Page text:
Inductor Guide

Anecdote of inductor development [No. 5] Trends in LQH solder mounting technology

The LQS series introduced in "Anecdote of inductor development [No.3] The LQS series realized super tight tolerance by trimming" was a product with peak performance. LQS series products received high acclaim from analog circuit designers for the fully closed magnetic circuit, super-high Q, tight tolerance of ±2%, and above all else the incredible performance of a variation of just ±0.2% after reliability tests. This article describes the trends in LQH series electrode shapes and solder mounting technology in accordance with changes in the mounting environment.

[Stepped shape?]

Around the time that the first-generation LQN5N and second-generation LQH32M types were being produced, reflow mounting was used to mount components on some hybrid IC boards, but mounting was mainly performed by flow mounting to the rear surface of lead wire component boards. This mounting method consists of applying adhesive to the center of the board land or the center of the chip component electrode area, allowing the adhesive to harden, and then dipping in a flow solder vat. LQH series products are larger in size than CR chip components, so they are more susceptible to solder flow resistance and easily fall off. This was dealt with by creating a protrusion (called a stepped core) in the center of the electrode area. Thinking back now, it was a reverse stand-off shape, but of course it is no longer used.


[Low-Q products?]

As jet flow solder mounting became mainstream, components that are not subject to electrode corrosion and have high solder heat resistance came into demand. For this reason, electrodes changed from Ag and AgPd electrodes to Ni+Sn plated electrodes, but this gave rise to a serious technical issue. Ni is a strong magnetic body, so magnetic flux concentrates on electrodes with an Ag thick-film+Ni+Sn plating layer structure, which greatly reduces the Q value. Here, in an example of reverse thinking, it was noticed that among coil applications, choke coil performance improves as loss increases--that is to say, as the Q value decreases. At the time it was not customary to sell coils separately by application, but as soon as we commercialized "dedicated LQH32C-type chip inductors for choke coils," we received orders from many customers, and it became a product that helped fuel the growth of the LQH series.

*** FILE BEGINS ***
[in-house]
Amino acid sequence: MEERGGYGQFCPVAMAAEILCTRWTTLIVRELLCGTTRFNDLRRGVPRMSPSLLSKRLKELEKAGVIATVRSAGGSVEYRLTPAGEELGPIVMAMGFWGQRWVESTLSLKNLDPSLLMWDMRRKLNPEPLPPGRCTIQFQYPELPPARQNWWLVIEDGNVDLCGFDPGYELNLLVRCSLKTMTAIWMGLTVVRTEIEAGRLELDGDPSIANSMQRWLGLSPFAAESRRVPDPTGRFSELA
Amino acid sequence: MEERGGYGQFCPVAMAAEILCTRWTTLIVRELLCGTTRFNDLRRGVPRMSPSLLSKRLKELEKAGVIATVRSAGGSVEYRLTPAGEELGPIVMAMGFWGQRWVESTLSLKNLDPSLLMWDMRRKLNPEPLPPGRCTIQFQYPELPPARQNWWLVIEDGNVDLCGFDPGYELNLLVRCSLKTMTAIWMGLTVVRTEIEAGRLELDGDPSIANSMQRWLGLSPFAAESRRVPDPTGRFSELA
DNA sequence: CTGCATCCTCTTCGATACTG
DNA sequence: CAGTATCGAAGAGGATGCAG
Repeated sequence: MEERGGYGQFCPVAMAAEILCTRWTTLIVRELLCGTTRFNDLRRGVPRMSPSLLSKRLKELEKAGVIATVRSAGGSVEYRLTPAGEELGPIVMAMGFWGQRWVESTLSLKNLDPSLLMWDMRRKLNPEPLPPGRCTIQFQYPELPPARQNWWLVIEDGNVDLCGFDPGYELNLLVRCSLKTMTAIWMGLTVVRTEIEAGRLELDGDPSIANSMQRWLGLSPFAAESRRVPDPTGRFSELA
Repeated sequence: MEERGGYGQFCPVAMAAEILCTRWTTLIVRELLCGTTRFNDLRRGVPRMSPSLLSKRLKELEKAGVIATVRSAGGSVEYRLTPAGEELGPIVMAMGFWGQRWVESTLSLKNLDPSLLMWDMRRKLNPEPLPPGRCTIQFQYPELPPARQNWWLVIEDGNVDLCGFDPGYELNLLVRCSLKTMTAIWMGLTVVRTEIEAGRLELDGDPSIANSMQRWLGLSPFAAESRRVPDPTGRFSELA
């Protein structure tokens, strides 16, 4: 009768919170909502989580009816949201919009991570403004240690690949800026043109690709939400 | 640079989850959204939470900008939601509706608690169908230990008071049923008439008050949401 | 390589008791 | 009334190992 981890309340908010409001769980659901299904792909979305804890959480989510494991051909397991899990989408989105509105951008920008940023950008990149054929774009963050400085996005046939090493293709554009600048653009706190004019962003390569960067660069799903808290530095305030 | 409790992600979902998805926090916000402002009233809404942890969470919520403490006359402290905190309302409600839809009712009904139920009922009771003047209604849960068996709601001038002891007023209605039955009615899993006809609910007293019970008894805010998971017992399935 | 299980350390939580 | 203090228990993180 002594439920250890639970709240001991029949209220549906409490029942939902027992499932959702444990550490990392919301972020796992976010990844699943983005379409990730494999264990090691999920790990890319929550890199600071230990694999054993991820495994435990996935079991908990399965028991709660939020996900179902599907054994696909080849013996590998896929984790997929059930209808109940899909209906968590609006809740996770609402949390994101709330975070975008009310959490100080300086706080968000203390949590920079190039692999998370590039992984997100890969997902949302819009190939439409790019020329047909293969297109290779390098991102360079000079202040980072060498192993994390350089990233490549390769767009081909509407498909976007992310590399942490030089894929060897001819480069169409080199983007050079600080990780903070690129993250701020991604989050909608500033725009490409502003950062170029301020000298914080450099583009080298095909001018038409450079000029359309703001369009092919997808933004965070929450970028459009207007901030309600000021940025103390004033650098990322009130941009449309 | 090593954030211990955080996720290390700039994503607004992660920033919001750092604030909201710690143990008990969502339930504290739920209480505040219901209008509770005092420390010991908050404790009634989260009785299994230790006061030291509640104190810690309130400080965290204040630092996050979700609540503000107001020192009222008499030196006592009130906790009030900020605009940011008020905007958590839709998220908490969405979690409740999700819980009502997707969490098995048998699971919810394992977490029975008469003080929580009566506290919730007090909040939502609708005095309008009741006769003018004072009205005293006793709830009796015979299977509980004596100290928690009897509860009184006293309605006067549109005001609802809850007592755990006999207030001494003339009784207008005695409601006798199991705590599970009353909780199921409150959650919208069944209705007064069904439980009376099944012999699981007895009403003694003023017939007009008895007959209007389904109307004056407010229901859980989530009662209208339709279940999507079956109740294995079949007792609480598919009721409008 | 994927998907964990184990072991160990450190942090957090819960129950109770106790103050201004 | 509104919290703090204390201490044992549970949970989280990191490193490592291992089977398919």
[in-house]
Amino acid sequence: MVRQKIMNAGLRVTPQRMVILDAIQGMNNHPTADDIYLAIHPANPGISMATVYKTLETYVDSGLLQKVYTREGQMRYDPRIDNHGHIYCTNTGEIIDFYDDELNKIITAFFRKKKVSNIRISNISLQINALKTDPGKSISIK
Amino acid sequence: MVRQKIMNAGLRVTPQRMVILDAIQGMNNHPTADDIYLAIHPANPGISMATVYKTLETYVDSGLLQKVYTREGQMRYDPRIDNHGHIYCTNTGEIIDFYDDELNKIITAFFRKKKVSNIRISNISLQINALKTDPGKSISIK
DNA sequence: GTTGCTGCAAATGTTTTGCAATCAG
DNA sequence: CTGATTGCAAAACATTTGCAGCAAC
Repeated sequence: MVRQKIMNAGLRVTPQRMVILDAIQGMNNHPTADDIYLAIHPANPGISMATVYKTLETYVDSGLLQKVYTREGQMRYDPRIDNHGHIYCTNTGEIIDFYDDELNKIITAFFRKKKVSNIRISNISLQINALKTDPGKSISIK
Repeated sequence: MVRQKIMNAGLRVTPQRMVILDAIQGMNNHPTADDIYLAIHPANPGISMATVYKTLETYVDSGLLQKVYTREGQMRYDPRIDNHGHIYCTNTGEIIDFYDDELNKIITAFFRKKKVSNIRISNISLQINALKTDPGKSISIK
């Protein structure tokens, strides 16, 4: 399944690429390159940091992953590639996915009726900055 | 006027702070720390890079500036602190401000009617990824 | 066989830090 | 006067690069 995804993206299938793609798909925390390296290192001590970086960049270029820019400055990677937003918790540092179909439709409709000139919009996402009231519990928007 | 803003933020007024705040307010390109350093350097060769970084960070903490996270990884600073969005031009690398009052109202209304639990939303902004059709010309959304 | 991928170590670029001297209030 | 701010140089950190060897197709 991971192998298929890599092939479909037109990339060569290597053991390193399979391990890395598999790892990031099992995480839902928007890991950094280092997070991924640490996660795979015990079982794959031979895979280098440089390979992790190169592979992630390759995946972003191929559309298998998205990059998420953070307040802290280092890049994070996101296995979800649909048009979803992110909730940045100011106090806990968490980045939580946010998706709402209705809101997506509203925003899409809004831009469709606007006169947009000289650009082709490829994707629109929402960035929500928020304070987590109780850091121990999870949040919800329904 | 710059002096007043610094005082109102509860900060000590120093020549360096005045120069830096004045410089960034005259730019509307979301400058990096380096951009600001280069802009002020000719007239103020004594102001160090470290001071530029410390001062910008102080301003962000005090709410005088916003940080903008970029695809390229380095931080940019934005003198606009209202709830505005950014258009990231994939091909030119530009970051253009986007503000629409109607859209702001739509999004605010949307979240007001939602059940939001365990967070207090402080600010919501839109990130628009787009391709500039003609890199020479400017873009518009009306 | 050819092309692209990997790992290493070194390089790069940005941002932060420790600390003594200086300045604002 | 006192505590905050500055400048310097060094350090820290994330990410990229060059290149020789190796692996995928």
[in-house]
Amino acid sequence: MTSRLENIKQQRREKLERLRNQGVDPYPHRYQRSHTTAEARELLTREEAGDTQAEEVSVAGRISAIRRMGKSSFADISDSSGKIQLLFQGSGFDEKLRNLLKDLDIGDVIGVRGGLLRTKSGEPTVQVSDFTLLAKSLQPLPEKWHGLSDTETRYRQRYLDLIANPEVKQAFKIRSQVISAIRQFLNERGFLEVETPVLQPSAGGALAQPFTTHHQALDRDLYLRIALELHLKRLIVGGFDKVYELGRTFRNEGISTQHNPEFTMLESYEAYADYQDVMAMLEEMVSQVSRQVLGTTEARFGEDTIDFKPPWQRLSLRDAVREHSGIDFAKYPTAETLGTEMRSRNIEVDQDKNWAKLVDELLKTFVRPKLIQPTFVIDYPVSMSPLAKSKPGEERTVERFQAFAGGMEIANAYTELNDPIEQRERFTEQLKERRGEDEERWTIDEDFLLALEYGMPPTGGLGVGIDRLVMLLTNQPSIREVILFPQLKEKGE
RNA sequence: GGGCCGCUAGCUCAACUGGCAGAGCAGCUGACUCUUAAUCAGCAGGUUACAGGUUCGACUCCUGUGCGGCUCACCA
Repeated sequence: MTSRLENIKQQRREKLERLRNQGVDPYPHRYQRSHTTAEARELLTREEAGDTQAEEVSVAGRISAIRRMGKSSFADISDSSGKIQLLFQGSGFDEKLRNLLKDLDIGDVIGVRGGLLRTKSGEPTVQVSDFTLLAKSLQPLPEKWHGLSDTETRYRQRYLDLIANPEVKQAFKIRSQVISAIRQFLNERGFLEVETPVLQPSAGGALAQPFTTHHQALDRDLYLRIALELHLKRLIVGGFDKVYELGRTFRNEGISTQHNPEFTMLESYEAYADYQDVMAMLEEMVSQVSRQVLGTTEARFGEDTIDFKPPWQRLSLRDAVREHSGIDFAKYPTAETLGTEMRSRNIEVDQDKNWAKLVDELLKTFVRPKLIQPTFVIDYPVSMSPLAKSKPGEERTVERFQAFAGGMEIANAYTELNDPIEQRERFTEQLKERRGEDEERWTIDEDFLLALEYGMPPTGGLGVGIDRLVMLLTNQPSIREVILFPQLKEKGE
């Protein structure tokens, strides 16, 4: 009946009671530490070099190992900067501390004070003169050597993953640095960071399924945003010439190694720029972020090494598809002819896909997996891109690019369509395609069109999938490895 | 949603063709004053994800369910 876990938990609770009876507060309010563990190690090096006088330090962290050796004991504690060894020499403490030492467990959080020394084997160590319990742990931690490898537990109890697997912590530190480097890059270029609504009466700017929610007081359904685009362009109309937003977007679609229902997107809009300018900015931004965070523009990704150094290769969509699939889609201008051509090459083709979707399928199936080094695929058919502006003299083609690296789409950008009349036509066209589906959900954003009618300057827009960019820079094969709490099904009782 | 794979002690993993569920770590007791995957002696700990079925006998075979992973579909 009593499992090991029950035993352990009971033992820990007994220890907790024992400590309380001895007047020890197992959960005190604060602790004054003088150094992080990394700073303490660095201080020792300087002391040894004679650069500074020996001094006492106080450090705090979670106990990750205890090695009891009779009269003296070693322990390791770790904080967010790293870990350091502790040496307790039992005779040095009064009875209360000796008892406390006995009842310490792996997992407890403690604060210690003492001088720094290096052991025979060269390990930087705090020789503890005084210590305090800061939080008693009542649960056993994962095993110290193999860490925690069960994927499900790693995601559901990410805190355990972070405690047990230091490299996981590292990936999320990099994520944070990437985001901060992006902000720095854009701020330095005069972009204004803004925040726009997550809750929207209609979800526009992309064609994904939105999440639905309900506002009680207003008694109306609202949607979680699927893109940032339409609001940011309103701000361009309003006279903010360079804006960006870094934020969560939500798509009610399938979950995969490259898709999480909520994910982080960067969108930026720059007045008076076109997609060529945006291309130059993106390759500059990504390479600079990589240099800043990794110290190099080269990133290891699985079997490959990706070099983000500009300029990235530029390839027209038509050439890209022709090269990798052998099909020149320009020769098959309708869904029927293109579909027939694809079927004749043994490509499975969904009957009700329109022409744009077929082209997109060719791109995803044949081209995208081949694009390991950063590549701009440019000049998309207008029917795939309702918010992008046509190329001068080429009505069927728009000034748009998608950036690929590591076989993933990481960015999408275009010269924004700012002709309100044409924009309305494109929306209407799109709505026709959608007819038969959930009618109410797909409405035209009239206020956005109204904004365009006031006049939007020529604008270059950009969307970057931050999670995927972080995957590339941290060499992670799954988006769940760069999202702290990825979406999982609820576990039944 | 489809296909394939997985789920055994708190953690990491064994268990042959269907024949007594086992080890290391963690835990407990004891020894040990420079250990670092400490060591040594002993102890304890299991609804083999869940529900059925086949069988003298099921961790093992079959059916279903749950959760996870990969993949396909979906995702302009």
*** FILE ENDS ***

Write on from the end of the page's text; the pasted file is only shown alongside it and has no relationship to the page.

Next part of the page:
[New electrode forming method?]

Well, there was also the improvement of high Q-value products. This was quite a struggle. We spent long hours every day searching for a Ni alloy with both low magnetism and high specific resistance. The state of electroplating and electro-less plating technology at the time was such that it was difficult to simultaneously realize both a nonmagnetic, high-resistance material and thin-film control. During the course of these efforts, a monumental decision was made to adopt an electrode forming method that can be used not just with Ni alloys but with all metals, enables accurate thin-film control, has extremely high electrode bonding strength, and can also be applied to various electrode shapes. This required investment in expensive facilities used in semiconductor manufacturing, but the company executives made the wise decision to extend this electrode forming method to all LQH series products. As a result, the LQH series evolved into products that simultaneously feature excellent solder heat resistance and high Q-value performance.

This article introduced three anecdotes illustrating how the electrodes of LQH series chip inductors changed in accordance with past trends in solder mounting technology. Needless to say, Murata continues to track changes in the mounting environment and constantly improve the LQH series electrodes.

LQH series

Written by: T.M., Ceramic Production Dept. 4, EMI Division

The information presented in this article was current as of the date of publication. Please note that it may differ from the latest information.

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